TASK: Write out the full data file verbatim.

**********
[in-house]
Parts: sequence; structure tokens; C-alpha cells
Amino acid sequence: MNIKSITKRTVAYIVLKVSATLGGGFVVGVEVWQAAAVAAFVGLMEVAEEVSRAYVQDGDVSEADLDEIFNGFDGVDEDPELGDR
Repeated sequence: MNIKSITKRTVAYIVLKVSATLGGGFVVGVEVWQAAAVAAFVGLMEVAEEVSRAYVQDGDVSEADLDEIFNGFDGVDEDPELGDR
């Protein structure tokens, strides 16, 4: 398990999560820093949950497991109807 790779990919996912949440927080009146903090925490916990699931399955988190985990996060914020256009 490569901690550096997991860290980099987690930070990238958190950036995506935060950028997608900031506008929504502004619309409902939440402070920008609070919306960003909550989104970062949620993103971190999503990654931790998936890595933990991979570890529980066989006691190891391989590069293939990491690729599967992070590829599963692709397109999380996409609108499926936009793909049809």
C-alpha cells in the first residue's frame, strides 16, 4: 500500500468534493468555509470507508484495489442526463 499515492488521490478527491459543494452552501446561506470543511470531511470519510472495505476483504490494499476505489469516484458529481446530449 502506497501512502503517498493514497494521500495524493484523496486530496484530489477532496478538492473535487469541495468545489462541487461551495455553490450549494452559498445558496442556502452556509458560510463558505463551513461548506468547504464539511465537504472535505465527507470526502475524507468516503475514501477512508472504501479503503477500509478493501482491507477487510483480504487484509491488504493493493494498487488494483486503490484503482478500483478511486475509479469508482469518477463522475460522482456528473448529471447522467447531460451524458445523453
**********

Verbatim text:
[in-house]
Parts: sequence; structure tokens; C-alpha cells
Amino acid sequence: MNIKSITKRTVAYIVLKVSATLGGGFVVGVEVWQAAAVAAFVGLMEVAEEVSRAYVQDGDVSEADLDEIFNGFDGVDEDPELGDR
Repeated sequence: MNIKSITKRTVAYIVLKVSATLGGGFVVGVEVWQAAAVAAFVGLMEVAEEVSRAYVQDGDVSEADLDEIFNGFDGVDEDPELGDR
């Protein structure tokens, strides 16, 4: 398990999560820093949950497991109807 790779990919996912949440927080009146903090925490916990699931399955988190985990996060914020256009 490569901690550096997991860290980099987690930070990238958190950036995506935060950028997608900031506008929504502004619309409902939440402070920008609070919306960003909550989104970062949620993103971190999503990654931790998936890595933990991979570890529980066989006691190891391989590069293939990491690729599967992070590829599963692709397109999380996409609108499926936009793909049809």
C-alpha cells in the first residue's frame, strides 16, 4: 500500500468534493468555509470507508484495489442526463 499515492488521490478527491459543494452552501446561506470543511470531511470519510472495505476483504490494499476505489469516484458529481446530449 502506497501512502503517498493514497494521500495524493484523496486530496484530489477532496478538492473535487469541495468545489462541487461551495455553490450549494452559498445558496442556502452556509458560510463558505463551513461548506468547504464539511465537504472535505465527507470526502475524507468516503475514501477512508472504501479503503477500509478493501482491507477487510483480504487484509491488504493493493494498487488494483486503490484503482478500483478511486475509479469508482469518477463522475460522482456528473448529471447522467447531460451524458445523453